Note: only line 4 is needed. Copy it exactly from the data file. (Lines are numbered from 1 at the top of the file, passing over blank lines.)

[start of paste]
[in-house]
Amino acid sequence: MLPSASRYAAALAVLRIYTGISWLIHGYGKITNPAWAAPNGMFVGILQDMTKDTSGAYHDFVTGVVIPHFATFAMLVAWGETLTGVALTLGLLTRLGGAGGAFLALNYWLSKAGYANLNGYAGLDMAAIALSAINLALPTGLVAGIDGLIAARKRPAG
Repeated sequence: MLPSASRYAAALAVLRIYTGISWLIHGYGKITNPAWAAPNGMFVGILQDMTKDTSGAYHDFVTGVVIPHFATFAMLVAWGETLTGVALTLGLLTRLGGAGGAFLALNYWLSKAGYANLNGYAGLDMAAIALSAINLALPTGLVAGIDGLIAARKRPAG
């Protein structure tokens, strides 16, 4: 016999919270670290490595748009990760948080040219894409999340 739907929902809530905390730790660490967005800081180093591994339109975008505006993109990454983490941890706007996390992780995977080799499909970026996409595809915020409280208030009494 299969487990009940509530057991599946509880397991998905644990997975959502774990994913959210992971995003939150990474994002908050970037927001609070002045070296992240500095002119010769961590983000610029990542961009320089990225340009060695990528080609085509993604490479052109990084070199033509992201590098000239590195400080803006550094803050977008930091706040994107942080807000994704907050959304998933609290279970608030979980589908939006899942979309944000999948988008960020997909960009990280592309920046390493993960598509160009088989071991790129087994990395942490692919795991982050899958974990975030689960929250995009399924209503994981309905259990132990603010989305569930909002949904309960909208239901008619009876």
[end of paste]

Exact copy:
């Protein structure tokens, strides 16, 4: 016999919270670290490595748009990760948080040219894409999340 739907929902809530905390730790660490967005800081180093591994339109975008505006993109990454983490941890706007996390992780995977080799499909970026996409595809915020409280208030009494 299969487990009940509530057991599946509880397991998905644990997975959502774990994913959210992971995003939150990474994002908050970037927001609070002045070296992240500095002119010769961590983000610029990542961009320089990225340009060695990528080609085509993604490479052109990084070199033509992201590098000239590195400080803006550094803050977008930091706040994107942080807000994704907050959304998933609290279970608030979980589908939006899942979309944000999948988008960020997909960009990280592309920046390493993960598509160009088989071991790129087994990395942490692919795991982050899958974990975030689960929250995009399924209503994981309905259990132990603010989305569930909002949904309960909208239901008619009876």